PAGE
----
Now average body temperature is 97.9 degrees

Now average body temperature is 97.9 degrees

Jan 29, 2024 - 13:34
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Now average body temperature is 97.9 degrees

Over the past few decades, evidence has been mounting that the average human body temperature is not really 98.6 degrees Fahrenheit. Instead, most people’s baseline is a little bit cooler.

The standard of 98.6 was established over 150 years ago by the German physician Dr. Carl Wunderlich, who reportedly took over a million measurements from 25,000 people. Temperatures ranged from 97.2 to 99.5, and the average was 98.6. Dr. Wunderlich also established 100.4 degrees as “probably febrile.”

However, a study published in September that evaluated the temperatures of more than 126,000 people between 2008 and 2017 found that the average is closer to 97.9 degrees. Other modern-day studies have reported similar numbers.

Experts who study body temperature have differing opinions about why we appear to have gotten cooler over time, and whether that matters when it comes to evaluating fevers and diagnosing infections.

Experts think humans really have gotten cooler over the past 150 years. Our temperatures may have declined because “we are so lucky to be healthier than we used to be,” said Dr. Julie Parsonnet, a professor of medicine and of epidemiology and population health at Stanford Medicine, who led the September study on body temperature.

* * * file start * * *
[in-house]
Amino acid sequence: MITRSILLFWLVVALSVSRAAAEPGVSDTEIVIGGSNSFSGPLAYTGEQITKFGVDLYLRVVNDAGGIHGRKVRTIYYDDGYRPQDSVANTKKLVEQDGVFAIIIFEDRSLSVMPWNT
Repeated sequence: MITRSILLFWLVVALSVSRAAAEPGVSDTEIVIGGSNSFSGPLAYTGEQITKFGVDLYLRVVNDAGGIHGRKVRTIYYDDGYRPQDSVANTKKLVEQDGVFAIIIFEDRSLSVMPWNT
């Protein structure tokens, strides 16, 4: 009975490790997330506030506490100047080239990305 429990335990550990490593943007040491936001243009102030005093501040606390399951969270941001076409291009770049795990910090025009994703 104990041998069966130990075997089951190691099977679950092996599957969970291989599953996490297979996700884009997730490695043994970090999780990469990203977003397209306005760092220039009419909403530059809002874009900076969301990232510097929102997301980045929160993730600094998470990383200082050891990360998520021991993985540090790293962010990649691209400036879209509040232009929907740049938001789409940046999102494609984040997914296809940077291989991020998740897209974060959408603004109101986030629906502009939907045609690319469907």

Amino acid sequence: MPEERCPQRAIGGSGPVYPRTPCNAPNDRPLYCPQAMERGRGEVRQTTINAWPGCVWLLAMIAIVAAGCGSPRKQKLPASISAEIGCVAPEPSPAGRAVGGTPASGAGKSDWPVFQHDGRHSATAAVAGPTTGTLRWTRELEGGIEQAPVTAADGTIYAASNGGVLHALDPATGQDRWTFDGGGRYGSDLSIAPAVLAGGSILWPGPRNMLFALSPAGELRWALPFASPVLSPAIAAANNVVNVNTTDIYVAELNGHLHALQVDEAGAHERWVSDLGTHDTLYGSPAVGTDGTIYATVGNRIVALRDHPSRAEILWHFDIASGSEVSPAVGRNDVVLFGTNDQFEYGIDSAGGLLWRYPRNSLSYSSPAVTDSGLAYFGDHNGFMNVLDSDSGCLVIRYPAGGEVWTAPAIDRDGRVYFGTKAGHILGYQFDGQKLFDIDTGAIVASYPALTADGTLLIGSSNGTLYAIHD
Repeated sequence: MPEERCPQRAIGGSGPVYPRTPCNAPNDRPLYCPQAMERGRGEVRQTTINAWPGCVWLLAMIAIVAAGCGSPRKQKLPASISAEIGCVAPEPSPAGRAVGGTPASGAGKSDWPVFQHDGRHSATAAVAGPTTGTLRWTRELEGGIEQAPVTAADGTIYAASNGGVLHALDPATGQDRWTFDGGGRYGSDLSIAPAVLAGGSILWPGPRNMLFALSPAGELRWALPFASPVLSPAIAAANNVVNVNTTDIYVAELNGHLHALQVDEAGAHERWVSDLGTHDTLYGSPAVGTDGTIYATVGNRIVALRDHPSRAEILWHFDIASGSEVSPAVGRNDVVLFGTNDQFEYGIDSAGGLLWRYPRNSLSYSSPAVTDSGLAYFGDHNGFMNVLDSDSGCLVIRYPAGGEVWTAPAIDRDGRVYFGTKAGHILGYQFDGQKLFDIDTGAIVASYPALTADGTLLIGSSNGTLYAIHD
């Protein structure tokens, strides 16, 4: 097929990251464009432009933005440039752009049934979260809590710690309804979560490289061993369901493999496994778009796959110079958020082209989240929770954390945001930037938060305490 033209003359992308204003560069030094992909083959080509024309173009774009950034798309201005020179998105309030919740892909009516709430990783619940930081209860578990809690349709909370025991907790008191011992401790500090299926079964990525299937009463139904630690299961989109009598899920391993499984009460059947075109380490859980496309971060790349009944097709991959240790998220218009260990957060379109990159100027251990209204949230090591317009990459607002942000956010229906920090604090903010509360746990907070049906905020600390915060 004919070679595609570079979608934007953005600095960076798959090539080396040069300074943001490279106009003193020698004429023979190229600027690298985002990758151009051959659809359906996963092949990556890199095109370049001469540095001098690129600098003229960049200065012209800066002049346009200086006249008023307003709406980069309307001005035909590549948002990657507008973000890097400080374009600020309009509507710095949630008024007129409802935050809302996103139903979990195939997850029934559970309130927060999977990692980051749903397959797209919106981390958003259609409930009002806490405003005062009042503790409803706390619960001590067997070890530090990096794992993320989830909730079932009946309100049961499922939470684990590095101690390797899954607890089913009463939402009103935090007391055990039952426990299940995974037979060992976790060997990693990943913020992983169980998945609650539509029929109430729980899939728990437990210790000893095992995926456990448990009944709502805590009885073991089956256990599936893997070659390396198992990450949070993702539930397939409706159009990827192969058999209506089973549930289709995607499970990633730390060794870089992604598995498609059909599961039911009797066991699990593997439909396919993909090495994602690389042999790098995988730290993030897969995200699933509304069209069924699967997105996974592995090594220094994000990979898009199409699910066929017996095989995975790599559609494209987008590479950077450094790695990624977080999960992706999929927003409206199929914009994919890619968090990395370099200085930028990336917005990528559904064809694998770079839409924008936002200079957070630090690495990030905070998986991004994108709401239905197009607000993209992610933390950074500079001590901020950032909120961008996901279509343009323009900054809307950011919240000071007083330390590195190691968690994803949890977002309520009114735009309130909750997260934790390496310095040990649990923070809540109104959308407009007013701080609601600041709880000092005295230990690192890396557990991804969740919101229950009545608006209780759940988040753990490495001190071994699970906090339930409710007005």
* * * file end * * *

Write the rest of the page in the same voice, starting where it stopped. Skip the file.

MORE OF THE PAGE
Regardless of the reason for the shift, the experts interviewed for this article agreed that 98.6 degrees should no longer be considered the universal human standard. But instead of shifting the average temperature down a degree or so, it should be given as a range, said Dr. Waleed Javaid, a professor of medicine at the Icahn School of Medicine at Mount Sinai, who published a 2019 review paper on body temperature.

A range would account for the natural variability in temperature that occurs across gender and age — women tend to run slightly warmer than men, and older adults run cooler than younger people. Additionally, everyone’s body temperature fluctuates throughout the day — it is typically lowest in the morning and highest in the late afternoon. “Like there’s a range for heart rate, there’s a range for blood pressure,” temperature also has a range, Dr. Javaid said.

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